mt Clade Finder (you can upload your mtDNA FASTA file to learn about your female line)
YFull mtDNA analysis (to add your sample to the tree and contribute your geography to future heatmap updates)
28 New Regional Codes
These codes appear for the first time on either the YTree or MTree. That means that with this update, I looked up each region and assigned it a central point location to be used in computing my maps.
For regions greater than 10,000 km2, I also look up and store the area so that my mapping software will know to assign a larger radius of less intensity for such geocoded samples.
AG-08 Saint Philip
BS-LI Long Island
KR-28 Incheon Gwang’yeogsi
LV-042 Jēkabpils novads
LV-067 Ogres novads
LV-087 Salaspils novads
MA-BES Ben Slimane
MX-ROO Quintana Roo
TD-BG Baḩr al Ghazāl
L5’7 on YFull MTree
Earlier this year, researchers discovered that a maternal line mostly found in East Africa was positive for some mutations defining L5 but negative for others.
Maier, Runfeldt, Estes, Vilar 2022
This result required updating the mtDNA tree.
Now there is a branch called L’5’7 that represents the most recent common ancestor of both L5 and L7. In their paper, the researchers estimated that this common ancestor lived about 100,000 years ago.
The fact that both L5 and L7 are today more frequent in East Africa south of the Horn of Africa could reflect a more southern geographic origin and/or be indicative of female line replacement across part of the original range by farming groups or other later arrivals from Western Asia.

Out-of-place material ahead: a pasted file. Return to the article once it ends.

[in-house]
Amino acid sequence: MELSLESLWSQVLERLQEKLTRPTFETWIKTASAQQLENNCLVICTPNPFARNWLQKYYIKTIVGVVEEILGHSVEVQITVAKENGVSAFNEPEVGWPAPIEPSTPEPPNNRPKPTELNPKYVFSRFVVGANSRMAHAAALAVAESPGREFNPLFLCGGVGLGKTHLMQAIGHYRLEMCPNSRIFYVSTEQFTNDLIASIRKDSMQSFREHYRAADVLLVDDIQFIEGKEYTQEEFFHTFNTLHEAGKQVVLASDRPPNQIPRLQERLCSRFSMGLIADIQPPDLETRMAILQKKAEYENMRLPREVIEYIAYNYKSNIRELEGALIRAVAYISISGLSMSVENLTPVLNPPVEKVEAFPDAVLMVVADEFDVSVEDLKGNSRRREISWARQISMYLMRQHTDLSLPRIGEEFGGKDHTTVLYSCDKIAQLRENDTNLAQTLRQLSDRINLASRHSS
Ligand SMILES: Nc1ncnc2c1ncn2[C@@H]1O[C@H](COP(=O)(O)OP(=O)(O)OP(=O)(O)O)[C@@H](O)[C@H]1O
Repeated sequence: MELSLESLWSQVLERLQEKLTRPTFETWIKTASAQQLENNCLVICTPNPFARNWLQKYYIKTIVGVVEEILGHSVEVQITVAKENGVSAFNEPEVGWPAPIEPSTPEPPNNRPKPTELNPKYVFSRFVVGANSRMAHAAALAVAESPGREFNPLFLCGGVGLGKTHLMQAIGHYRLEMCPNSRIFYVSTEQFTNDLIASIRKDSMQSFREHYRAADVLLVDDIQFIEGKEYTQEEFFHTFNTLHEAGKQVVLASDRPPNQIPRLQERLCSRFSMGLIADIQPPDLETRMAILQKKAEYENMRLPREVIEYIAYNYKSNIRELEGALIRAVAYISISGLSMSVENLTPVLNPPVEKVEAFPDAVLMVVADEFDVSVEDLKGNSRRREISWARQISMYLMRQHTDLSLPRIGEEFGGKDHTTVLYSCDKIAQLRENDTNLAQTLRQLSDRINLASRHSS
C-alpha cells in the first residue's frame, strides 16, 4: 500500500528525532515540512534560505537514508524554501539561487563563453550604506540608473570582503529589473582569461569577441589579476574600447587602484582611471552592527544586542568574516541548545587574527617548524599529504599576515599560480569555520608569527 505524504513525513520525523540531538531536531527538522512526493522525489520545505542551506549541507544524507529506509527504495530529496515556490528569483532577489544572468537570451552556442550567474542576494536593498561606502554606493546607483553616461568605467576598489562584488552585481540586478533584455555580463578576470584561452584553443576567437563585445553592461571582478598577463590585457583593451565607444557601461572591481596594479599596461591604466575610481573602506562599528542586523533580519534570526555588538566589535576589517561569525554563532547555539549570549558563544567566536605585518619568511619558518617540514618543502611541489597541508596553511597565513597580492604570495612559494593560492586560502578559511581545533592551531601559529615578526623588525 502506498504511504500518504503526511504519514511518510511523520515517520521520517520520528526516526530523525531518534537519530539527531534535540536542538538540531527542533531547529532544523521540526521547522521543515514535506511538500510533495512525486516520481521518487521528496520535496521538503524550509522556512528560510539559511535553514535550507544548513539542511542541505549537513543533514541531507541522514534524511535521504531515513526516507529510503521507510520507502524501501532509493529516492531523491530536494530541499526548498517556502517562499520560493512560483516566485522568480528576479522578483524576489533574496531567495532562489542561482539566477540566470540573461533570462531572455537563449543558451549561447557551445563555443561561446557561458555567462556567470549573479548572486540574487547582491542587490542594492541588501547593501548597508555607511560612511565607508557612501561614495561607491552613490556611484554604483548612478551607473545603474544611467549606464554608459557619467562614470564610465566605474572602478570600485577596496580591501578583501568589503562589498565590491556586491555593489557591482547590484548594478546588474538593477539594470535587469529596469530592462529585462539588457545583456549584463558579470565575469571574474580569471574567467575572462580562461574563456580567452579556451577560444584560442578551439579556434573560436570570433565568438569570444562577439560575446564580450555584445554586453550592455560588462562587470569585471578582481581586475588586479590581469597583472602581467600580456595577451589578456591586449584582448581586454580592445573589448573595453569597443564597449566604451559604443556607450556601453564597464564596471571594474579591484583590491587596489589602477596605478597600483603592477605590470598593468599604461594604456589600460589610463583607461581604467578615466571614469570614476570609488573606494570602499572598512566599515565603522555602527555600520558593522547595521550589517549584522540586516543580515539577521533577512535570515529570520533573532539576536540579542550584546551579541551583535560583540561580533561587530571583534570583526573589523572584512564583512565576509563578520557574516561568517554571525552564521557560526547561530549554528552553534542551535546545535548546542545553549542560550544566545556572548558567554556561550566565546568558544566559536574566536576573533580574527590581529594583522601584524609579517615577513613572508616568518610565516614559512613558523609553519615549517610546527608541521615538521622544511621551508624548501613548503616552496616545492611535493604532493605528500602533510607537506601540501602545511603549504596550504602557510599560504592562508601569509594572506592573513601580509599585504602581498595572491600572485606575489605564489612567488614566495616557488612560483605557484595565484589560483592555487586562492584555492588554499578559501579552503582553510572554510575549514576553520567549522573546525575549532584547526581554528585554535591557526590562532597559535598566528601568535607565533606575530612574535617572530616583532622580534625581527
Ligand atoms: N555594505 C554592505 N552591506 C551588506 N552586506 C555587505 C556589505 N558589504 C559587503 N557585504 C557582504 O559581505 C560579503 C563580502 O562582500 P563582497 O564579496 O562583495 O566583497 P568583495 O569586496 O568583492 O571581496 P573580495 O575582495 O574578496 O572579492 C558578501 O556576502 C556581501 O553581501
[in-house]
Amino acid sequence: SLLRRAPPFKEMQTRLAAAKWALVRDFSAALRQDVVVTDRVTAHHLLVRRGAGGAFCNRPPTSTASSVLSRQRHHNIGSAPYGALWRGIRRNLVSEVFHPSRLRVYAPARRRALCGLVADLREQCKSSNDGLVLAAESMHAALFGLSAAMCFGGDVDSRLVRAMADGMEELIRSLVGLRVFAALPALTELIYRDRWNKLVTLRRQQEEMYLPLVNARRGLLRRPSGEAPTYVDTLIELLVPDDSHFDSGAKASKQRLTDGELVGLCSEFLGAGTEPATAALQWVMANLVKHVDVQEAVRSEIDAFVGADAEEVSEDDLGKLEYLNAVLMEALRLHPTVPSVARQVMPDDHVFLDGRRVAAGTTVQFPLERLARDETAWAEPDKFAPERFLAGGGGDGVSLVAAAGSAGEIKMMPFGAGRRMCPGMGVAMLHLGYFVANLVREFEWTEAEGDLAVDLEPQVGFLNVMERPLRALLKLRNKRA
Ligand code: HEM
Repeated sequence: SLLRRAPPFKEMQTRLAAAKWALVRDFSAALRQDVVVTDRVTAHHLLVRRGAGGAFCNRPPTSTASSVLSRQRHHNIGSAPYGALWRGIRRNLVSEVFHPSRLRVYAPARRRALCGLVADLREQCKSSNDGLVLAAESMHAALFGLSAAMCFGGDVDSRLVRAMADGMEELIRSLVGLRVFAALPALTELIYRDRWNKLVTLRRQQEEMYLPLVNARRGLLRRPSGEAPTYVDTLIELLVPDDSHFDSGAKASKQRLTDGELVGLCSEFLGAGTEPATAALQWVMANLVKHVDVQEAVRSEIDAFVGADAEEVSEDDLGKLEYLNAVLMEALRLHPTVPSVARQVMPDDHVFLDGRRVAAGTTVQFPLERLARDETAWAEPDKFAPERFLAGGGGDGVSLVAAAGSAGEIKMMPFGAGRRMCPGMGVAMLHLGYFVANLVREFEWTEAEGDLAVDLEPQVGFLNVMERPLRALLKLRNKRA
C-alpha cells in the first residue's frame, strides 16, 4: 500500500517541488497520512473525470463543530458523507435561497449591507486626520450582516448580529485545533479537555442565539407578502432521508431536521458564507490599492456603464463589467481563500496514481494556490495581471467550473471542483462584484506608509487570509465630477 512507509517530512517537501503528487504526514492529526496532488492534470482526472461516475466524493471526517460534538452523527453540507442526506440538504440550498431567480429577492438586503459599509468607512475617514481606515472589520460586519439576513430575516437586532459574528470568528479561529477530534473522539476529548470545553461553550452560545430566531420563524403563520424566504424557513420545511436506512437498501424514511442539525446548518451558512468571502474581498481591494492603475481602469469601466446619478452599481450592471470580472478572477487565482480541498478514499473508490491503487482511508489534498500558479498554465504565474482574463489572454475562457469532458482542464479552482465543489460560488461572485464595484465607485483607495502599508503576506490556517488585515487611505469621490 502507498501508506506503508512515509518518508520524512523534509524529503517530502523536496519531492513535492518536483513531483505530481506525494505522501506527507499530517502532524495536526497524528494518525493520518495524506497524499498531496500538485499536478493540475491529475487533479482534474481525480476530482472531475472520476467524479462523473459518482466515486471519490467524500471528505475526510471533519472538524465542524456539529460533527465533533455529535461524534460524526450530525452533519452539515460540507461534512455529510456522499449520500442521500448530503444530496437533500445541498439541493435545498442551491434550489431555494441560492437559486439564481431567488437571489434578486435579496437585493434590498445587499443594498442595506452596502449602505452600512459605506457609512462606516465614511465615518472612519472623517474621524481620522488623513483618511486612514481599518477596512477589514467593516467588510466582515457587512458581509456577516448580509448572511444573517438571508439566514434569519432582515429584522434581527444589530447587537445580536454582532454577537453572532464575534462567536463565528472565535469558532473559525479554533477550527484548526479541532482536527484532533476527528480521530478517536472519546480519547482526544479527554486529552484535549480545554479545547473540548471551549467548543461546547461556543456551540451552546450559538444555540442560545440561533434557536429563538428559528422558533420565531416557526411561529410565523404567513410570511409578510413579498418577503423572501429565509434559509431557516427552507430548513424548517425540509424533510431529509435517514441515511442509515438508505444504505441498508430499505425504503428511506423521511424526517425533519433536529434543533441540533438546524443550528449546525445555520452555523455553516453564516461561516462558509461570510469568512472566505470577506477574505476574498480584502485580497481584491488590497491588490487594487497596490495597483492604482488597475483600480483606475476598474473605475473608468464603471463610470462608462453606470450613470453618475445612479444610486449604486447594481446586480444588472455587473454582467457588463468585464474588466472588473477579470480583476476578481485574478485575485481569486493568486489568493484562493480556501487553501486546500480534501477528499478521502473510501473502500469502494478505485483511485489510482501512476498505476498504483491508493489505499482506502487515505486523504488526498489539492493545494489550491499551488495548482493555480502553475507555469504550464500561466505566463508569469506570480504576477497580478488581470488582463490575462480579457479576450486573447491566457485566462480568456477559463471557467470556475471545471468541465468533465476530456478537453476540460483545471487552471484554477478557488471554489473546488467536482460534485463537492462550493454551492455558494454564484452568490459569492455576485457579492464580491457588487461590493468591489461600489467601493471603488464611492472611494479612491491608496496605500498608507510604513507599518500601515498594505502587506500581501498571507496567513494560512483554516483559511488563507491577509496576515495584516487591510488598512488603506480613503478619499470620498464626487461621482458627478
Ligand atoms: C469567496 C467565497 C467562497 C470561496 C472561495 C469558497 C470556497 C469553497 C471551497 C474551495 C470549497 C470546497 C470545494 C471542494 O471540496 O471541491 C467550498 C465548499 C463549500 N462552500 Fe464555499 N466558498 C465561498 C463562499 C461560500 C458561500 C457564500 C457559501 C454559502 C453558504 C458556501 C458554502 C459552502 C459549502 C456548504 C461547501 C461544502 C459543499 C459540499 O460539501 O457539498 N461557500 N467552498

I want to point out that the paper’s map indicates L5 peaking in Congo. The authors may have access to some samples not yet on the YFull MTree and/or these samples may be missing the appropriate geocode on MTree.
I notice by looking at the mt Heatmap a sample from Algeria that is L5a*, meaning it is not closely related to any of the other samples in L5a. This could potentially be indicative of a prehistoric migration through what some have described as temporary green corridors through the Sahara, if this split predates the African humid period that started 14,600 years ago.
We will have a better idea of when the Algerian’s maternal line ancestor migrated to Algeria once a related sample is found and who knows where their mother came from in Africa or elsewhere.